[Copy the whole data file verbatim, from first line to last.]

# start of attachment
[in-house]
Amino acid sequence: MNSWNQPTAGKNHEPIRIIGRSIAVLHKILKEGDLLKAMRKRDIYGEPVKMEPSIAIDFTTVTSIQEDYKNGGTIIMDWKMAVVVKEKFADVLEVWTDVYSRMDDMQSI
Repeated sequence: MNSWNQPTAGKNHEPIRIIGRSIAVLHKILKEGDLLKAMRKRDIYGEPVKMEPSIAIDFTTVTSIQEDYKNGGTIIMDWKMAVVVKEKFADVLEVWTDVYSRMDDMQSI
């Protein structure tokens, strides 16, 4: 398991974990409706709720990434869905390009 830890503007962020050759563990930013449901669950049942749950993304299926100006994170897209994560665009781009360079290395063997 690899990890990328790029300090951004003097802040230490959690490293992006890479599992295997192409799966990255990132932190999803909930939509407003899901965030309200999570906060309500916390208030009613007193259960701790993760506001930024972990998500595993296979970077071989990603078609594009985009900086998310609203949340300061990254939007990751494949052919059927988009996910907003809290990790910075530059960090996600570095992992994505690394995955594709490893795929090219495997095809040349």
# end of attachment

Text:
[in-house]
Amino acid sequence: MNSWNQPTAGKNHEPIRIIGRSIAVLHKILKEGDLLKAMRKRDIYGEPVKMEPSIAIDFTTVTSIQEDYKNGGTIIMDWKMAVVVKEKFADVLEVWTDVYSRMDDMQSI
Repeated sequence: MNSWNQPTAGKNHEPIRIIGRSIAVLHKILKEGDLLKAMRKRDIYGEPVKMEPSIAIDFTTVTSIQEDYKNGGTIIMDWKMAVVVKEKFADVLEVWTDVYSRMDDMQSI
């Protein structure tokens, strides 16, 4: 398991974990409706709720990434869905390009 830890503007962020050759563990930013449901669950049942749950993304299926100006994170897209994560665009781009360079290395063997 690899990890990328790029300090951004003097802040230490959690490293992006890479599992295997192409799966990255990132932190999803909930939509407003899901965030309200999570906060309500916390208030009613007193259960701790993760506001930024972990998500595993296979970077071989990603078609594009985009900086998310609203949340300061990254939007990751494949052919059927988009996910907003809290990790910075530059960090996600570095992992994505690394995955594709490893795929090219495997095809040349």